Seeking, not in hope to arrive or find


Moments of my life are given to pondering the state of my soul.  Much of the exercise is outward looking―trying to reckon with those God-shaped holes that seem to lie at the heart of so much modern life, while keeping in mind those God-suggestive patterns so often seen in the material world.

I’ve often thought that it would be wonderful to be a Christian. Especially in the darkening stretch of the year known as Advent, I’m jealous of believing Christians, and I find myself in awe of what the Nativity has wrought. Like many folks, I would hope to know the presence of God. But I often find myself agreeing with the Welsh poet R. S. Thomas

       That God is the great absence

            In our lives, the empty silence

            Within, the place where we go

            Seeking, not in hope to

            Arrive or find

                        (from Via Negativa)

Seeking, of course, has its own rewards.  As does, from time to time, acting as if something―a spiritual claim, a metaphysical proposition―were true.

I’ve spent intermittent time over the past couple of years wrestling with David Bentley Hart’s Atheist Delusions. It’s a noteworthy book with an unfortunate throw-down-the-gauntlet title that doesn’t reflect the book’s aim or reach. While Hart does discuss―and excoriate―Richard Dawkins, Daniel Dennett, Sam Harris, Christopher Hitchens and other “new atheists” for their “callow” views and “embarrassing incapacity for philosophical reasoning,” his main brief is a positive one.

His goal is to explain the enormity of the Christian revolution in the age of pagan Rome. His focus is the “transformation of thought, sensibility, culture, morality, and spiritual imagination” that early Christianity (i.e., before Theodosius made it the official state religion of the Roman Empire in 380 A.D.) brought about. Of particular consequence, Hart argues, are the “immense dignity it conferred upon the human person [arguably, he says, for the first time in history],” its “ability to create moral community,” and its “elevation of charity above all other virtues.”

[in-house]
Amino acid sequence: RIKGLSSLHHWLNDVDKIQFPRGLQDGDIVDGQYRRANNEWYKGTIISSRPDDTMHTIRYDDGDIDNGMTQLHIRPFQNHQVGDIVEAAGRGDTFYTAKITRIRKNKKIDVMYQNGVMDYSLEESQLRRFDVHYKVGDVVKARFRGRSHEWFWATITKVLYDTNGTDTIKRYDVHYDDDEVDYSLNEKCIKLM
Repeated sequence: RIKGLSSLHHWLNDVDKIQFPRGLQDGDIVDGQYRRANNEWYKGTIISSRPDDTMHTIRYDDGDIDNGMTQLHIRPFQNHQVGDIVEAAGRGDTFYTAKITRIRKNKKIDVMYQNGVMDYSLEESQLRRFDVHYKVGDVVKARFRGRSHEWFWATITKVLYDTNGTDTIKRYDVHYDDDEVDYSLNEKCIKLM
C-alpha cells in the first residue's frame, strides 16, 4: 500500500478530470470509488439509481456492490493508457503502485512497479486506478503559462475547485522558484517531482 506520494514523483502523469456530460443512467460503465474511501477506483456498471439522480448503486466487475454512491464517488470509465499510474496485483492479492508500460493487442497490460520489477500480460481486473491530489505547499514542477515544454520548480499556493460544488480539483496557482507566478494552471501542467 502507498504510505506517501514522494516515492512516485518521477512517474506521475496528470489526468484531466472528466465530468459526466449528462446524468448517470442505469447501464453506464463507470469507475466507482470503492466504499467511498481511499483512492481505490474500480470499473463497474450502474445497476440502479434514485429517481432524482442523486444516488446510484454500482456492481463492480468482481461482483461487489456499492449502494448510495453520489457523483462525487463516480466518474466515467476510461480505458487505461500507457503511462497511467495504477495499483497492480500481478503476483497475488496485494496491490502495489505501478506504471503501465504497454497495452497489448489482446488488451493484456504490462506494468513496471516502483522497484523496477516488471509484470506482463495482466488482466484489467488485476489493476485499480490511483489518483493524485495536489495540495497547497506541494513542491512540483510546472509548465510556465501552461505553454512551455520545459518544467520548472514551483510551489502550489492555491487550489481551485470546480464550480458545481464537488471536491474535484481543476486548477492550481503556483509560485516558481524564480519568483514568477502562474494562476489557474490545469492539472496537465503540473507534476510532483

As much as I admire Hart’s historical and philosophical thesis and his spirited defense of the core ideals of Christianity, he is too pessimistic, I think, in the book’s closing pages about the future of a secular society. Although he doesn’t employ the phrase, he doesn’t believe that we can be “good without God”―a notion that, interestingly, is being tested in the “real world.” 

Historical analysis seems to show that, over the millennia (beginning with the rise of the state) and more so in recent decades, violence has been declining globally, and the dignity of the human individual (as seen through the prism of human rights) has been increasing. Steven Pinker (The Better Angels of Our Nature) is a recent explorer of this phenomenon. While I don’t think this positive trend can be causally attributed to the ascendance of secularism, I don’t think that virtuous morality can be attributed solely to theism either.

But I’m beginning to wonder whether making morality the chief means by which to evaluate religious faith―or its lack―is apt.  If instead we were to evaluate Christianity (or Islam, Judaism or Buddhism, or “secular humanism” or atheism) for the degree to which they aid―either as a heuristic or as a guide―the act of seeking . . . well, that would be interesting, wouldn’t it?

But first we’d have to say what we mean by “seeking.” For me, it refers, simply and dauntingly, to the search for meaning:  what being means from the perspective of deep or cosmological time, and how best to make sense of those holes of darkness and longing, as well as those arresting patterns that suggest immanence or transcendence.

In Nabokov’s Pale Fire, the poet John Shade is dumbfounded to discover that a recent spiritual insight has proven illusory:

       Life Everlastingbased on a misprint!
            I mused as I drove homeward:  take the hint,
            And stop investigating my abyss?
            But all at once it dawned on me that this
            Was the real point, the contrapuntal theme;
            Just this:  not text, but texture; not the dream
            But topsy-turvical coincidence,
            Not flimsy nonsense, but a web of sense.

Indeed, the act of seeking is fraught with false dawns and illusions, but texture and pattern do reveal themselves from time to time. And we continue to seek―not necessarily with a view to finding, but always to exercise the imagination in worthwhile investigation.


©  Jamie MacKinnon 2012

 

Caesar van Everdingen — Diogenes Seeks a True Man (1652, Mauritshuis, The Hague)